From the Print Edition:
Winston Churchill, Autumn 93
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If you eat only one meal in Paris, reserve a table at Lucas-Carton. No other restaurant combines such exciting food, outstanding wine list, elegant ambience and possibly the best selection of cigars among the city's top eating establishments.
Located on the chic Place Madeleine in the heart of Paris's luxury shopping district, Alain Senderens's three-star restaurant is utterly French: sophisticated, sexy and self-assured. The decor dates to the turn of the century: a small room embellished with blond wood carved in sinuous Art Nouveau style, tall mirrors perfect for peoplewatching and intimate banquettes of honey-colored crushed velvet. Silverware rings shine on Limoges china, wine gurgles into crystal decanters and polyglot conversations break up into laughter--all part of a dining experience as complex as chamber music. The lively crowd is a stylish mix of French businessmen and their elegant partners, well-dressed visitors from many nations, and a few old gourmands who look as if they've been eating at the same table for years. Power and pleasure are thick in the air.
Chef Senderens isn't a classicist or a technician; he aims for excitement rather than perfection. In fact, he may even ruin a dish now and then, like the cod steak left so long under the warming lights that the fish dried out and the sauce separated. Don't be afraid to complain; the staff will replace the occasional misfires without hesitation. But Senderens's cuisine is personal and inventive, the most daring to be found in any of Paris's gastronomic palaces.
Rouget is a Mediterranean fish, one of the myriad elements of a hearty bouillabaisse. Senderens elevates it to star status, delicately sautéing small fillets and serving them with black olives, capers and lemon in a simple sauce of warm olive oil infused with Provencal herbs. The flavors are strong and pure, unpretentious yet striking in their definition and harmony. And the dish marries perfectly with the nutty herbal flavors of a fresh white Saint Joseph from B. Gripa.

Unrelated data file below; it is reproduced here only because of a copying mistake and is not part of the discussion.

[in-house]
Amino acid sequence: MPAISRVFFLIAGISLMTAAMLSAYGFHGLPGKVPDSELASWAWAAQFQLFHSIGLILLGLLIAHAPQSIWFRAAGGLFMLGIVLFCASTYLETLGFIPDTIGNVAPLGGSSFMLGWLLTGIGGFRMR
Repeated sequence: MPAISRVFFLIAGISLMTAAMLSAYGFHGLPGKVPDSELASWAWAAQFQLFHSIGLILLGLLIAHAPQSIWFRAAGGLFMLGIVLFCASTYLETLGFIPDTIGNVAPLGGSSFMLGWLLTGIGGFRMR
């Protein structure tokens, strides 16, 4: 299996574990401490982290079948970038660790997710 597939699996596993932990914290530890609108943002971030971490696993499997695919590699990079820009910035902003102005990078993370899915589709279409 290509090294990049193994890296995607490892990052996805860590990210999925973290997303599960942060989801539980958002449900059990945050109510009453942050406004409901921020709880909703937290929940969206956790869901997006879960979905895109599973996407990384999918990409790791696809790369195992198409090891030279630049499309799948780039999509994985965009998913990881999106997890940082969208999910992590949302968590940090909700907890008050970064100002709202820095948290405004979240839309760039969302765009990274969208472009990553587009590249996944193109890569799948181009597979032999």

Senderens regards wine as an essential ingredient. The outstanding wine list, winner of a Wine Spectator Grand Award, offers all the key Bordeaux châteaux back to the 1940s. There are also extraordinary selections of Champagnes and red and white Loire wines, as well as sterling Burgundies.
Each dish on the menu is listed with a suggested wine, available by the glass, and about 60 percent of the customers play the game. When Senderens is on target, the matches are memorable. He even pairs wines, cheeses and different breads: a perfectly ripe Muenster slathered on warm toast flavored with cumin and washed down with a 1989 Gewärztaminer "Kritt" from M. Kreydenweiss is a match made in heaven.
Cigars are just as integral as wine. "A cigar is gastronomy," says Senderens. "It is part of the meal. Just like a cafe allows you to digest, a cigar continues the pleasure of the meal."
Lucas-Carton has one of the most extensive selections of cigars in Paris. The restaurant has every model of Cohiba currently produced as well as the corona, a size dropped in Havana two years ago. Another rarity is the (Cuban) Hoyo de Monterrey Double Corona. Other brands include Punch, Bolivar, Rafael Gonzalez, El Rey del Mundo, Diplomaticos, Sancho Panza, Quai d'Orsay, Romeo y Julieta, Partagas, Fonseca and Quintero. They are kept in perfect condition, and priced at only 15 percent above Paris retail.
Senderens prefers to smoke his cigars with dessert wines rather than spirits. His favorite match is old Madeira with a Ramon Allones, perhaps the Corona Gigantes, 7 1/2 inches by 49 ring gauge. We chose a Punch Punch and a glass of 1947 supersweet Hungarian Tokay. The mellow rich flavors of the cigar and the piquant flavors of the wine were a fantastic combination.
Relaxing in the soft light of a Parisian afternoon, smoking a fine cigar after a lunch whose flavors will linger long as memory, makes even the most extravagant addition (bill) a small price to pay. Lucas Carton offers sophisticated luxury in a perfectly pitched French accent that makes sense in any tongue.
-- Tom Matthews is the New York bureau chief of The Wine Spectator.
9 Place Madeleine
Phone: (33) 42-65-22-90
Lunch: prix fixe three-course meal, $70 without wine
Dinner: prix fixe or à la carte: $150 without wine
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